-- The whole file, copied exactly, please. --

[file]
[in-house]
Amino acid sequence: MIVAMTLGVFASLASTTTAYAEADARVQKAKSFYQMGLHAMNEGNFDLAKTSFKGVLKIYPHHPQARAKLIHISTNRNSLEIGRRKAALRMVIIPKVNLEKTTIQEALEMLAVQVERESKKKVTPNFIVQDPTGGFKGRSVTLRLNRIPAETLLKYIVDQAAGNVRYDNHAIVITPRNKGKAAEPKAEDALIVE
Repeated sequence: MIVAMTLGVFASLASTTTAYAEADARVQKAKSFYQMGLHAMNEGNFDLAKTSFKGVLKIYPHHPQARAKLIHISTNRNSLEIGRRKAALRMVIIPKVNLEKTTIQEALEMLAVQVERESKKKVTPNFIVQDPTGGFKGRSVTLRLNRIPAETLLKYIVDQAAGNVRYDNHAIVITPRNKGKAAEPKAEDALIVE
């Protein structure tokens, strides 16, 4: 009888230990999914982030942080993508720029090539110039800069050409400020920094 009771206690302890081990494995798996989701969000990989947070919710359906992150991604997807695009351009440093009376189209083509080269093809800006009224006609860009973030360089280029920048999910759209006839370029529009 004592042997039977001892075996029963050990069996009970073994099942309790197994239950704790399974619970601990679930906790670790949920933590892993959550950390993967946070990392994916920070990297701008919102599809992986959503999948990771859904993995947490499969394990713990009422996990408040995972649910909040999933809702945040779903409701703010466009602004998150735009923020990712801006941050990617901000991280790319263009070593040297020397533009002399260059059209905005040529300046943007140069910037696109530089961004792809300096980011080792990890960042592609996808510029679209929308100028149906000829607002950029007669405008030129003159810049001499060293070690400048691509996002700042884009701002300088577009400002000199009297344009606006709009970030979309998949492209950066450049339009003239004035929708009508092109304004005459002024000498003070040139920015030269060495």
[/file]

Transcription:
[in-house]
Amino acid sequence: MIVAMTLGVFASLASTTTAYAEADARVQKAKSFYQMGLHAMNEGNFDLAKTSFKGVLKIYPHHPQARAKLIHISTNRNSLEIGRRKAALRMVIIPKVNLEKTTIQEALEMLAVQVERESKKKVTPNFIVQDPTGGFKGRSVTLRLNRIPAETLLKYIVDQAAGNVRYDNHAIVITPRNKGKAAEPKAEDALIVE
Repeated sequence: MIVAMTLGVFASLASTTTAYAEADARVQKAKSFYQMGLHAMNEGNFDLAKTSFKGVLKIYPHHPQARAKLIHISTNRNSLEIGRRKAALRMVIIPKVNLEKTTIQEALEMLAVQVERESKKKVTPNFIVQDPTGGFKGRSVTLRLNRIPAETLLKYIVDQAAGNVRYDNHAIVITPRNKGKAAEPKAEDALIVE
């Protein structure tokens, strides 16, 4: 009888230990999914982030942080993508720029090539110039800069050409400020920094 009771206690302890081990494995798996989701969000990989947070919710359906992150991604997807695009351009440093009376189209083509080269093809800006009224006609860009973030360089280029920048999910759209006839370029529009 004592042997039977001892075996029963050990069996009970073994099942309790197994239950704790399974619970601990679930906790670790949920933590892993959550950390993967946070990392994916920070990297701008919102599809992986959503999948990771859904993995947490499969394990713990009422996990408040995972649910909040999933809702945040779903409701703010466009602004998150735009923020990712801006941050990617901000991280790319263009070593040297020397533009002399260059059209905005040529300046943007140069910037696109530089961004792809300096980011080792990890960042592609996808510029679209929308100028149906000829607002950029007669405008030129003159810049001499060293070690400048691509996002700042884009701002300088577009400002000199009297344009606006709009970030979309998949492209950066450049339009003239004035929708009508092109304004005459002024000498003070040139920015030269060495």